In an earlier post, I introduced some data relating to patents that discuss Microsoft somewhere in the patent document. That post showed that almost 5% of newly issued patents refer to the software giant in some way. That data also showed a strong upward trend over time. The post received a few interesting comments as well as a few suggestions. [LINK] In response, I have added some additional data to the graphs. The first graph below shows the percent of patents that discuss Microsoft (in blue) and now also includes the percent of patents that are assigned to Microsoft (in red). Several years ago, Microsoft publicized their intention to obtain a large number of patents. That intention is becoming a reality, and Microsoft recently obtained its 10,000th patent. However, only about 20% of patents that discuss Microsoft are actually assigned to the company.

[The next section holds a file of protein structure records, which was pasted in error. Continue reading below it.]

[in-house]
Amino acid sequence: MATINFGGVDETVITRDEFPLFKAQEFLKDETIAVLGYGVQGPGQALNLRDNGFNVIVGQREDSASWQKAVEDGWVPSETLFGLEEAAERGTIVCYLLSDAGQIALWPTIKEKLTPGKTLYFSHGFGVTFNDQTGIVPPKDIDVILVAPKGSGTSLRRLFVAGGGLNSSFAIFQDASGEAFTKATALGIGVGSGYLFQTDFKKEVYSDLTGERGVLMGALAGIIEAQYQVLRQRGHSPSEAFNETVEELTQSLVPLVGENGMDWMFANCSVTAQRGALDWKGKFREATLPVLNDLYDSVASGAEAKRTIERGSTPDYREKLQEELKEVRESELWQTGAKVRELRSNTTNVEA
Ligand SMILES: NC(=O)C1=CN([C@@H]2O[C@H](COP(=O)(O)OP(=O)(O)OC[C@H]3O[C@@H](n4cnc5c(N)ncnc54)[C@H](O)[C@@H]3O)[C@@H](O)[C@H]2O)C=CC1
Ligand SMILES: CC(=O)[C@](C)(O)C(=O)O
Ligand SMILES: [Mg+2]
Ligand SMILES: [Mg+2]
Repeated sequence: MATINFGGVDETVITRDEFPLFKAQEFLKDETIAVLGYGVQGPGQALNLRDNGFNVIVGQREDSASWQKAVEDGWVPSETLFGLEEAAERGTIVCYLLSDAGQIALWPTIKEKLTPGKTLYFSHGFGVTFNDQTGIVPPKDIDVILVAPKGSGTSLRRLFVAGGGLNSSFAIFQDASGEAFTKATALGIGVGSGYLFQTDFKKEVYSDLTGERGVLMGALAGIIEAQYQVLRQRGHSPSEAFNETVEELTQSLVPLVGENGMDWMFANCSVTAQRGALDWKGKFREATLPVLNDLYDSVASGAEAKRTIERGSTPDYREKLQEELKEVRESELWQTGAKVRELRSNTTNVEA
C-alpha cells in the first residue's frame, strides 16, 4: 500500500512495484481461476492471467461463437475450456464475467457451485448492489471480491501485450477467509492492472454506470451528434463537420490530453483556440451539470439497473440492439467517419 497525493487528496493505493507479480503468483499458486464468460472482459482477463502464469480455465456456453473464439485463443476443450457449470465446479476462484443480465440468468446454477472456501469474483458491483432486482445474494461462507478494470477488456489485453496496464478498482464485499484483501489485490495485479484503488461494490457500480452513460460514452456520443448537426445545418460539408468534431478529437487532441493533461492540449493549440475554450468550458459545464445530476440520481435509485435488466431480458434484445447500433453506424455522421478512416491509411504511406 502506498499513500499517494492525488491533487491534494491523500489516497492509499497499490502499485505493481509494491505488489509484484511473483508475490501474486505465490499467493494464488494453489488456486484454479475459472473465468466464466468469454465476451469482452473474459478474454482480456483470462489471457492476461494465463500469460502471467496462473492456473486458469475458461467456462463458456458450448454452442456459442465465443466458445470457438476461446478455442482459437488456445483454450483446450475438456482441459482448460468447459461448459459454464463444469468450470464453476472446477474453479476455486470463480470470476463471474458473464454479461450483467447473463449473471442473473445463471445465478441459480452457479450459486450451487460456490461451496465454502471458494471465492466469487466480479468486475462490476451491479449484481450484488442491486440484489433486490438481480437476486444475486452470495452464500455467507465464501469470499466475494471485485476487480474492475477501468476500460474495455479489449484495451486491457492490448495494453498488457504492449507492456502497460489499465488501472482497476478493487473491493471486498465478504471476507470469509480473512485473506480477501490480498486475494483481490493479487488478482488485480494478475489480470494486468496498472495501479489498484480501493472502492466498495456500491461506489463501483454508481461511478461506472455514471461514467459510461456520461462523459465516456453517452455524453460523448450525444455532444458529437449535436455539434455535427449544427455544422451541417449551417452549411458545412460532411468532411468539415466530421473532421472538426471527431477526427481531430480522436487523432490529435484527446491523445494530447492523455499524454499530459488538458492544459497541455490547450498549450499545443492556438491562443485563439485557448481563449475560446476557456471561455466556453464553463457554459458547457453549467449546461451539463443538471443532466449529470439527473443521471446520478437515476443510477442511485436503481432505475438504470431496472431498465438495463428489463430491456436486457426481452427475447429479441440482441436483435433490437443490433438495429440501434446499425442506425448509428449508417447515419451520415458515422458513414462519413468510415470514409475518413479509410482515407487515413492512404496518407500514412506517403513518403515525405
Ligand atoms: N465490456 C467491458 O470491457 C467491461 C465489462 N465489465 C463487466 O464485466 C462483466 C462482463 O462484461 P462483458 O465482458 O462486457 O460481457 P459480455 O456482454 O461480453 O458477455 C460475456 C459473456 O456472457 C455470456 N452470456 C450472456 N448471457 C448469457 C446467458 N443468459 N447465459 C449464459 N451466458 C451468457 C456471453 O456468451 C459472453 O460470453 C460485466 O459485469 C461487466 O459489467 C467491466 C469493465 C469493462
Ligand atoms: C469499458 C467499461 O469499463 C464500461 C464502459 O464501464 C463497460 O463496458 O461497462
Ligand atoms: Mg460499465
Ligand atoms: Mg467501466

The next graph compares the patents discussing “Microsoft” with other products/companies. Here, I include patents that discuss “Microsoft” (blue), “UNIX” (green), “LINUX” (red), and “Apple” (tan). UNIX has seen some growth, but not much since the mid 1990’s. In the past couple of years, the number of LINUX patents have grown dramatically, but still pale in comparison to Microsoft patents. Although the absolute numbers for LINUX related patents are still small, they are surprisingly high based on the anti-patent lore of LINUX developers. Apple has remained steady over the years. Of course, my results for Apple should be tempered by the false positive results that actually refer to the fruit rather than the computer company or its products.
An issue in all these graphs is time lag. The time lag of issued patents may be easily seen by searching for patents that discuss “Google.” – The result is only 1342 patents but 4682 published applications.